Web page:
Who Really Benefits from Consumption Tax Cuts? Evidence from a Large VAT Reform in France.
In this paper we evaluate the incidence of a large cut in value-added taxes (VAT) for French sit-down restaurants. In contrast to previous studies that focus on prices only, we estimate its effect on four groups: workers, firm owners, consumers and suppliers of material goods. Using a difference-in-differences strategy on firm-level data we find that: (1) the effect on consumers was limited, (2) employees and sellers of material goods shared 25 and 16 percent of the total benefit, and (3) the reform mostly benefited owners of sit-down restaurants, who pocketed 41 percent of the tax cut.
The views expressed in this paper are the authors’ and should not be interpreted as CBO’s. We are thankful to Alan Auerbach, Hilary Hoynes and Emmanuel Saez for their continuous support and guidance throughout this project. We also thank David Cashin, Tuomas Kosonen, Jonathan Goupille-Lebret, David Seim, David Sraer, Alisa Tazhitdinova and Reed Walker for helpful suggestions and comments. The views expressed herein are those of the authors and do not necessarily reflect the views of the National Bureau of Economic Research.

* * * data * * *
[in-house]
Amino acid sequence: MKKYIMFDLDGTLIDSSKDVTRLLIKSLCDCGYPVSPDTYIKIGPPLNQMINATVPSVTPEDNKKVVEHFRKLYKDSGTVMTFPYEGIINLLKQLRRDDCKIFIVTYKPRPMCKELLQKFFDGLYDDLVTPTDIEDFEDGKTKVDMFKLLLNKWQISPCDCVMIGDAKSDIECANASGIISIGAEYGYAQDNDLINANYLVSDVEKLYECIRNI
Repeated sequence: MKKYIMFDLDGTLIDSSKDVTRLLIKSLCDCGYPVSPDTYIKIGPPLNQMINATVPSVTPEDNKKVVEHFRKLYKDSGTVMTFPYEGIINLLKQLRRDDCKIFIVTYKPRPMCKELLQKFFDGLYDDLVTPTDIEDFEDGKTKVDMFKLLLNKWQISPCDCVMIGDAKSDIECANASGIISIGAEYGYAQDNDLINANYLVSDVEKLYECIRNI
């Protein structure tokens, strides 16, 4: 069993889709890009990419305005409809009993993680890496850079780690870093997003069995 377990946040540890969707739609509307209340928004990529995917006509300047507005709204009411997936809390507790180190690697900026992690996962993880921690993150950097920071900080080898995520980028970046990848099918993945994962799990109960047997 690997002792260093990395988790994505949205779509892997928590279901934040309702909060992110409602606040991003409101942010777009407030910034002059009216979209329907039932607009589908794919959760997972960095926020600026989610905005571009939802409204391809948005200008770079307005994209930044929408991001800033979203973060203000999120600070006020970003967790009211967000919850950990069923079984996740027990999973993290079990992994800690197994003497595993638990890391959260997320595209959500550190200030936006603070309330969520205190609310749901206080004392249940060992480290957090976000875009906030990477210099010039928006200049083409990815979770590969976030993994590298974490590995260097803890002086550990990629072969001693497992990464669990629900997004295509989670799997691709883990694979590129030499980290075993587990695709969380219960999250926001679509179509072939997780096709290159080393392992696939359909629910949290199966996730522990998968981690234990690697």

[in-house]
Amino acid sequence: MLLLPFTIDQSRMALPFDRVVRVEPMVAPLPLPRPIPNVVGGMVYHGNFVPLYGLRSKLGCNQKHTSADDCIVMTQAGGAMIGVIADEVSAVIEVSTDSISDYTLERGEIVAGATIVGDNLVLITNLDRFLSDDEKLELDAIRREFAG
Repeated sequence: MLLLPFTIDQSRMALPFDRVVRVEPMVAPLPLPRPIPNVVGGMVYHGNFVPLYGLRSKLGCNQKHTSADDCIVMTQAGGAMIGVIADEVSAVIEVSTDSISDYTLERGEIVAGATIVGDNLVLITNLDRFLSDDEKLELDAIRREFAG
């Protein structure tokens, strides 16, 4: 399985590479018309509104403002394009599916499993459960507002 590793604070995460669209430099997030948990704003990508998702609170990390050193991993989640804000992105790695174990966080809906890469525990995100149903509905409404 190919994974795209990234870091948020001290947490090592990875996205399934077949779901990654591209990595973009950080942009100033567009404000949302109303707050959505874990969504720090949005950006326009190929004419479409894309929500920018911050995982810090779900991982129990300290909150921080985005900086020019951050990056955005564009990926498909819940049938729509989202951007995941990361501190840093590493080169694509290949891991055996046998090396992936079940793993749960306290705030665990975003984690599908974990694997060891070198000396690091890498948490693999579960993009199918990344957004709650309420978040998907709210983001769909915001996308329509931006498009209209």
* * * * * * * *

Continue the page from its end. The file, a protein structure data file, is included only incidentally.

Youssef Benzarti & Dorian Carloni, 2019. "Who Really Benefits from Consumption Tax Cuts? Evidence from a Large VAT Reform in France," American Economic Journal: Economic Policy, vol 11(1), pages 38-63. citation courtesy of